Great Plains Natural Science Society


The Prairie Naturalist

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The Prairie Naturalist • 50(2): December 2018


Published by the Great Plains Natural Science Society. Used by permission.


On 6 April 2018 a female white-tailed deer (Odocoileus virginianus dakotensis) was hit and killed by a vehicle along HWY 1806 in rural Morton County, North Dakota, USA (N46o 38.617; W100o 42.901). Based upon dental eruption and wear (Severinghaus 1949), the female was estimated to be a >4.5 years-of-age. A male fetus with parapagus diprosopus (i.e., shared face) apparently was expelled from the adult female, and a domestic canine (Canis lupus familiaris) carried the fetus to a private residence. The resident contacted the North Dakota Game and Fish Department (NDGFD) to turn in the fetus. On 10 April 2018, NDGFD employees attempted to retrieve the carcass of the adult female; however, coyotes (Canis latrans) had scavenged most of the carcass, leaving only the head, spinal column, and legs.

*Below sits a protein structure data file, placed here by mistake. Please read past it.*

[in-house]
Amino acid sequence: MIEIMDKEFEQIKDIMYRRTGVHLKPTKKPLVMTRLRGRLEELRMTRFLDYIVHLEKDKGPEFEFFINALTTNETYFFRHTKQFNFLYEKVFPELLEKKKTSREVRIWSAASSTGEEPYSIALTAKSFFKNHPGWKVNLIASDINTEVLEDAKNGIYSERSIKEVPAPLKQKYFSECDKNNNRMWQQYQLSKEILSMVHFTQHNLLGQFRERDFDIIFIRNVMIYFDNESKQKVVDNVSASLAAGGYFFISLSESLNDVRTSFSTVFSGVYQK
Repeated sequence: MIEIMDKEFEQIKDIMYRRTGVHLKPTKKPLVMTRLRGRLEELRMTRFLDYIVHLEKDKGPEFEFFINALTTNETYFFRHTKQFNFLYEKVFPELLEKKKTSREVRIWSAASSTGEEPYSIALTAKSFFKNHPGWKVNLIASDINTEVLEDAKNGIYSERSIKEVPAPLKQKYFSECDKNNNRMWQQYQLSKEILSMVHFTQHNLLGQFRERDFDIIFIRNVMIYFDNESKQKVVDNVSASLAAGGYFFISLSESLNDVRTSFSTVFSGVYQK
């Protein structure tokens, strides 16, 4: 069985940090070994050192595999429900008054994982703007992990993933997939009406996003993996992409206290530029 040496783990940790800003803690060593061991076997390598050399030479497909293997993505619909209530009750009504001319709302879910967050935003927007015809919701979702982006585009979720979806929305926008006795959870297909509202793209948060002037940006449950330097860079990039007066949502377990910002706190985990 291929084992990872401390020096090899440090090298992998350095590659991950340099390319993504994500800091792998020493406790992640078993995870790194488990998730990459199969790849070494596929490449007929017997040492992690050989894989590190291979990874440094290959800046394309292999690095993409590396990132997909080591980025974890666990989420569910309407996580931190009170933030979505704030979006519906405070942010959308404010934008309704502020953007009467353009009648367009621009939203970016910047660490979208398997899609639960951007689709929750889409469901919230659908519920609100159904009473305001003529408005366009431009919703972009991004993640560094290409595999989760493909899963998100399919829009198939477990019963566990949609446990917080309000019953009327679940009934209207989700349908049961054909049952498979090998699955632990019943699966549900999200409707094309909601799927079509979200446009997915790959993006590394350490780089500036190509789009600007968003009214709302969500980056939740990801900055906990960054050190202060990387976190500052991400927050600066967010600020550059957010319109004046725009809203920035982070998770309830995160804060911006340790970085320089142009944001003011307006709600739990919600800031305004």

Fetus measurements were as follows: total length (right head), 430 mm; chest girth circumference 245 mm; hindfoot length, 135 mm; left head circumference 200 mm; right head circumference 182 mm; combined head circumference 268 mm; and weight 1520 g. We estimated the fetus to be 136 to 143 days old, based upon hindfoot length and fetus weight, respectively (Short 1970). Duplication of the heads was incomplete, as they were joined laterally at the right mandible of the left head and the zygomatic arch of the right head, with the sagittal crests of the two heads forming an angle of about 60o (Fig. 1). Both heads shared an ear (Fig. 2). Radiography revealed the heads were jointly attached to the spinal column at the first cervical vertebra (Fig. 3). It is doubtful that this fetus could have survived birth, and it is possible it would have resulted in dystocia and death of the dam (D.M. Grove, DVM, personal observation). Diprosopus is a very rare congenital abnormality; in humans (Homo sapiens) conjoined twins occur at a rate of about 4 to 19 per 1,000,000 births, and diprosopus occurring about 2 per 1,000,000 births (Chih-Ping et al. 2011, Bidondo et al. 2016). It has been suggested this malformation, at least on occasion, is the result of a genetically imperfect embryo; that is most commonly accompanied by a non-functional heart or a competent brain (Spencer 2001).